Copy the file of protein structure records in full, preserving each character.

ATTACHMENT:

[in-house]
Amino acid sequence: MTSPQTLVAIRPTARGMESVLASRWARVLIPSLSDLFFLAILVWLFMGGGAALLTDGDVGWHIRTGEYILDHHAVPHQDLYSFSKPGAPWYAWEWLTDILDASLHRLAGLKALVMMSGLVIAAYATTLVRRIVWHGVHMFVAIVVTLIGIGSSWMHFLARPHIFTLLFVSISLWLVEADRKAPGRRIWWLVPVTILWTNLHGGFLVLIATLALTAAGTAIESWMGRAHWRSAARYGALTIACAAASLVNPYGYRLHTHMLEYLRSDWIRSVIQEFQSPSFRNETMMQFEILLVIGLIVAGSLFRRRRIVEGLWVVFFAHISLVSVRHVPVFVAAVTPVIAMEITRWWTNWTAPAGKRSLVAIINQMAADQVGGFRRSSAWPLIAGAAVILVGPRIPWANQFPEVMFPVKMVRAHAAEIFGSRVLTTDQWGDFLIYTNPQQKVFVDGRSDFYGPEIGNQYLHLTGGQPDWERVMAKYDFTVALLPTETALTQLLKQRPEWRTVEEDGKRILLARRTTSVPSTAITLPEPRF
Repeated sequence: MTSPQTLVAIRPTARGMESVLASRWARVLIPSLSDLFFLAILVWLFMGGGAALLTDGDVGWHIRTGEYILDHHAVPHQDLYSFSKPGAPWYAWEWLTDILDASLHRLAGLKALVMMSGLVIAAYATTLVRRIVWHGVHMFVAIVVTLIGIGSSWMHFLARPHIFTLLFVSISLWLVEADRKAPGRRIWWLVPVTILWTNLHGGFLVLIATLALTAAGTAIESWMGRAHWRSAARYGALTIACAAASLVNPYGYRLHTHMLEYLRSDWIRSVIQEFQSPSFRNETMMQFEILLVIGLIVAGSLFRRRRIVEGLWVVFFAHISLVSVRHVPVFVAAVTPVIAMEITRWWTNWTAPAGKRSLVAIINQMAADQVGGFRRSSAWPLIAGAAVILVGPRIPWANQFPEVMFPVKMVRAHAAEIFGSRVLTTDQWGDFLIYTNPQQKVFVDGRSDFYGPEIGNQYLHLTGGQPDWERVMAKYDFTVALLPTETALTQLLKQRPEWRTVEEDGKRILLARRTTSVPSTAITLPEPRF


[in-house]
Amino acid sequence: MTSPQTLVAIRPTARGMESVLASRWARVLIPSLSDLFFLAILVWLFMGGGAALLTDGDVGWHIRTGEYILDHHAVPHQDLYSFSKPGAPWYAWEWLTDILDASLHRLAGLKALVMMSGLVIAAYATTLVRRIVWHGVHMFVAIVVTLIGIGSSWMHFLARPHIFTLLFVSISLWLVEADRKAPGRRIWWLVPVTILWTNLHGGFLVLIATLALTAAGTAIESWMGRAHWRSAARYGALTIACAAASLVNPYGYRLHTHMLEYLRSDWIRSVIQEFQSPSFRNETMMQFEILLVIGLIVAGSLFRRRRIVEGLWVVFFAHISLVSVRHVPVFVAAVTPVIAMEITRWWTNWTAPAGKRSLVAIINQMAADQVGGFRRSSAWPLIAGAAVILVGPRIPWANQFPEVMFPVKMVRAHAAEIFGSRVLTTDQWGDFLIYTNPQQKVFVDGRSDFYGPEIGNQYLHLTGGQPDWERVMAKYDFTVALLPTETALTQLLKQRPEWRTVEEDGKRILLARRTTSVPSTAITLPEPRF
Repeated sequence: MTSPQTLVAIRPTARGMESVLASRWARVLIPSLSDLFFLAILVWLFMGGGAALLTDGDVGWHIRTGEYILDHHAVPHQDLYSFSKPGAPWYAWEWLTDILDASLHRLAGLKALVMMSGLVIAAYATTLVRRIVWHGVHMFVAIVVTLIGIGSSWMHFLARPHIFTLLFVSISLWLVEADRKAPGRRIWWLVPVTILWTNLHGGFLVLIATLALTAAGTAIESWMGRAHWRSAARYGALTIACAAASLVNPYGYRLHTHMLEYLRSDWIRSVIQEFQSPSFRNETMMQFEILLVIGLIVAGSLFRRRRIVEGLWVVFFAHISLVSVRHVPVFVAAVTPVIAMEITRWWTNWTAPAGKRSLVAIINQMAADQVGGFRRSSAWPLIAGAAVILVGPRIPWANQFPEVMFPVKMVRAHAAEIFGSRVLTTDQWGDFLIYTNPQQKVFVDGRSDFYGPEIGNQYLHLTGGQPDWERVMAKYDFTVALLPTETALTQLLKQRPEWRTVEEDGKRILLARRTTSVPSTAITLPEPRF